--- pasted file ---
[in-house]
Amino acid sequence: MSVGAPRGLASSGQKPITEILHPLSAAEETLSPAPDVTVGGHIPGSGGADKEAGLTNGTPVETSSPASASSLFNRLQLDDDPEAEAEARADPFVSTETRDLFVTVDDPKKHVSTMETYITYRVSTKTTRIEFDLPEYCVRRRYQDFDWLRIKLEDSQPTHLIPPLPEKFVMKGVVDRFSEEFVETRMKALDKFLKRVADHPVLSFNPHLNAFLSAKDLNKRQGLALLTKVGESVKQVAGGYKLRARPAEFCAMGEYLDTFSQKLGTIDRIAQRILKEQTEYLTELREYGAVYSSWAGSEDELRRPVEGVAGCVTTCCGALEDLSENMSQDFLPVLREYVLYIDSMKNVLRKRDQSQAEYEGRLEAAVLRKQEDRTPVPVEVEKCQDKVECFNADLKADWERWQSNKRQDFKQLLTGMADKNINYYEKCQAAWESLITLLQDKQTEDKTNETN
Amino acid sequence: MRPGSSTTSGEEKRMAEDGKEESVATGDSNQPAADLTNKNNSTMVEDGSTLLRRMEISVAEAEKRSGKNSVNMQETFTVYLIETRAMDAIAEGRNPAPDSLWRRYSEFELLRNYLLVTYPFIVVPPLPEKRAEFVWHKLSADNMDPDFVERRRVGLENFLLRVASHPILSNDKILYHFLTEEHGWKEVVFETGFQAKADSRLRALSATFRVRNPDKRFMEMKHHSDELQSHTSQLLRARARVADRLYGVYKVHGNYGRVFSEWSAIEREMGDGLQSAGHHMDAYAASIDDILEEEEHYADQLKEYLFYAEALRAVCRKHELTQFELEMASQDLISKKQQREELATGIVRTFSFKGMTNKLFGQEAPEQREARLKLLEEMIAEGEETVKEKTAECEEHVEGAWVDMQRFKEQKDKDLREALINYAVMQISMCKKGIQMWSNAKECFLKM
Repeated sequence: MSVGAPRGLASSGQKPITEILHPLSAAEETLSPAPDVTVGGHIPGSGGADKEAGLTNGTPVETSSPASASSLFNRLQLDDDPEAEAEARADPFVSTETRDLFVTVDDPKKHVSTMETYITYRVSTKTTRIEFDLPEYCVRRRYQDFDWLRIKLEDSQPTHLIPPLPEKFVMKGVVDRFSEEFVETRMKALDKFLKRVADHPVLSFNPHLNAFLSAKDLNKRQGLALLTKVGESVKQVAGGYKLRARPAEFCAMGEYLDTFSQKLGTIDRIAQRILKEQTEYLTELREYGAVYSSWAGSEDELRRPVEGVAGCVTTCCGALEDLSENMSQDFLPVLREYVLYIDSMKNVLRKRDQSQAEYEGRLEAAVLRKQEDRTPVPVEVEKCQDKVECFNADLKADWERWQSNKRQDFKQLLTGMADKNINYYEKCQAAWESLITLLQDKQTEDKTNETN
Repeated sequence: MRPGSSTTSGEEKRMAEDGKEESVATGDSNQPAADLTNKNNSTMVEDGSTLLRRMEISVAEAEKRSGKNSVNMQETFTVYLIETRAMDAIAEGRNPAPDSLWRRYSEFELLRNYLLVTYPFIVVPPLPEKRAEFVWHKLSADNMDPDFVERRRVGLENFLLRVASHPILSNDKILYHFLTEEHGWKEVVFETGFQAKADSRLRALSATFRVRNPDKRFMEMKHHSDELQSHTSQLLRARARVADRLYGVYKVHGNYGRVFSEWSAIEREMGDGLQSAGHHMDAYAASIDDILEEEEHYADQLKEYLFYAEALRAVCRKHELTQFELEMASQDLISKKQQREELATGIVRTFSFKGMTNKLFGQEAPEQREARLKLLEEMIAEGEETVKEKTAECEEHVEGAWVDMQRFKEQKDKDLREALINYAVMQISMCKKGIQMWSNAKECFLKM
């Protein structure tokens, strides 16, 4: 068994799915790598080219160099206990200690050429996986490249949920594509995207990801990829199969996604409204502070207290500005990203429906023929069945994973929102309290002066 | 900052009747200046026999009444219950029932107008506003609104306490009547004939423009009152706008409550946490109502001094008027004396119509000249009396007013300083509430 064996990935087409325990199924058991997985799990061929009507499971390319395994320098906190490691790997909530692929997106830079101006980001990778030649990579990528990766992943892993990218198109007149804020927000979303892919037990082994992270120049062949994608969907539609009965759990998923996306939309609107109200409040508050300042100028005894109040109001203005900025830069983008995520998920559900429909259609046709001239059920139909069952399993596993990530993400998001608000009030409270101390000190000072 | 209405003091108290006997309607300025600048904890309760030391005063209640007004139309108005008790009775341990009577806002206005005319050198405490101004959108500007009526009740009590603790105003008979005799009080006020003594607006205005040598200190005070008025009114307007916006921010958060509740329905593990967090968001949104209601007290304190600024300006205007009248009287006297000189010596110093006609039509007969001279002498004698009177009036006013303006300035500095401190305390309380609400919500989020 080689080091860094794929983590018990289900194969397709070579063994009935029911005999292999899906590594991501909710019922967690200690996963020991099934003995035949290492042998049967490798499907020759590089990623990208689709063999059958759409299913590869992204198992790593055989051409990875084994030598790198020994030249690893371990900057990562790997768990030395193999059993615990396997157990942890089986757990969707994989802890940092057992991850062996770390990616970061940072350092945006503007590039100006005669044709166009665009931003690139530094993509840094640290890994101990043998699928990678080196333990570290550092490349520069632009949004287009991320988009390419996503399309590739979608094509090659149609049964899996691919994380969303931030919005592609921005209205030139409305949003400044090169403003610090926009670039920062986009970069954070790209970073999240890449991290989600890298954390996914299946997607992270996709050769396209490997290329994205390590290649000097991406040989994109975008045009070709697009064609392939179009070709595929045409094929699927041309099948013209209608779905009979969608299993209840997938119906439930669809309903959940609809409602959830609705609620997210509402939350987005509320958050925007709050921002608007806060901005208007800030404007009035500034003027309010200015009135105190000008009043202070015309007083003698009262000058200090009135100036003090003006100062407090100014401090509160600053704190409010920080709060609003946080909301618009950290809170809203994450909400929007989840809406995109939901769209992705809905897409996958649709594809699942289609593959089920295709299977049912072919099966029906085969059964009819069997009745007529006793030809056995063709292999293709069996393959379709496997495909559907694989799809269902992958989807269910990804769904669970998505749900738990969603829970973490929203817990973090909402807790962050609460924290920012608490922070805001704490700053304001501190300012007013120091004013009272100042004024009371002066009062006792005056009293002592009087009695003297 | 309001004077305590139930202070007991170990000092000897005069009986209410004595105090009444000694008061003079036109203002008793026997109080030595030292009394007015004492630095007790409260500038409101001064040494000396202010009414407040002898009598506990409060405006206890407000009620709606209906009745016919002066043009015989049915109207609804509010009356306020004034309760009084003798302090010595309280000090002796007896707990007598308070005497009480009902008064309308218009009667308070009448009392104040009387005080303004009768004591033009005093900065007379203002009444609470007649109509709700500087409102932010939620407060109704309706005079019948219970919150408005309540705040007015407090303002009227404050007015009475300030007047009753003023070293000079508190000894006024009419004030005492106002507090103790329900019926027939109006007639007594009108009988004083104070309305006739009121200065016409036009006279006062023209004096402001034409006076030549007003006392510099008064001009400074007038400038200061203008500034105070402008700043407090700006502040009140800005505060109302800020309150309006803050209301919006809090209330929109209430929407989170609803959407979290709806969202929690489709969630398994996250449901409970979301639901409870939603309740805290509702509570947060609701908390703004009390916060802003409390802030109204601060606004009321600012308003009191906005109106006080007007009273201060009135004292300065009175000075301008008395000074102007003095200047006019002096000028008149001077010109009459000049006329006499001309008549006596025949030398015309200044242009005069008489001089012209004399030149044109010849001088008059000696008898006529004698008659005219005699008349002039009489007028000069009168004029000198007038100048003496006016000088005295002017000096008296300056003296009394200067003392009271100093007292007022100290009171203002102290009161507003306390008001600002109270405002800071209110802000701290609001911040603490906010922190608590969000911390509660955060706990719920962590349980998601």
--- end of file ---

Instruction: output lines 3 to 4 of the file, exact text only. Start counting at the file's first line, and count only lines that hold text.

Amino acid sequence: MRPGSSTTSGEEKRMAEDGKEESVATGDSNQPAADLTNKNNSTMVEDGSTLLRRMEISVAEAEKRSGKNSVNMQETFTVYLIETRAMDAIAEGRNPAPDSLWRRYSEFELLRNYLLVTYPFIVVPPLPEKRAEFVWHKLSADNMDPDFVERRRVGLENFLLRVASHPILSNDKILYHFLTEEHGWKEVVFETGFQAKADSRLRALSATFRVRNPDKRFMEMKHHSDELQSHTSQLLRARARVADRLYGVYKVHGNYGRVFSEWSAIEREMGDGLQSAGHHMDAYAASIDDILEEEEHYADQLKEYLFYAEALRAVCRKHELTQFELEMASQDLISKKQQREELATGIVRTFSFKGMTNKLFGQEAPEQREARLKLLEEMIAEGEETVKEKTAECEEHVEGAWVDMQRFKEQKDKDLREALINYAVMQISMCKKGIQMWSNAKECFLKM
Repeated sequence: MSVGAPRGLASSGQKPITEILHPLSAAEETLSPAPDVTVGGHIPGSGGADKEAGLTNGTPVETSSPASASSLFNRLQLDDDPEAEAEARADPFVSTETRDLFVTVDDPKKHVSTMETYITYRVSTKTTRIEFDLPEYCVRRRYQDFDWLRIKLEDSQPTHLIPPLPEKFVMKGVVDRFSEEFVETRMKALDKFLKRVADHPVLSFNPHLNAFLSAKDLNKRQGLALLTKVGESVKQVAGGYKLRARPAEFCAMGEYLDTFSQKLGTIDRIAQRILKEQTEYLTELREYGAVYSSWAGSEDELRRPVEGVAGCVTTCCGALEDLSENMSQDFLPVLREYVLYIDSMKNVLRKRDQSQAEYEGRLEAAVLRKQEDRTPVPVEVEKCQDKVECFNADLKADWERWQSNKRQDFKQLLTGMADKNINYYEKCQAAWESLITLLQDKQTEDKTNETN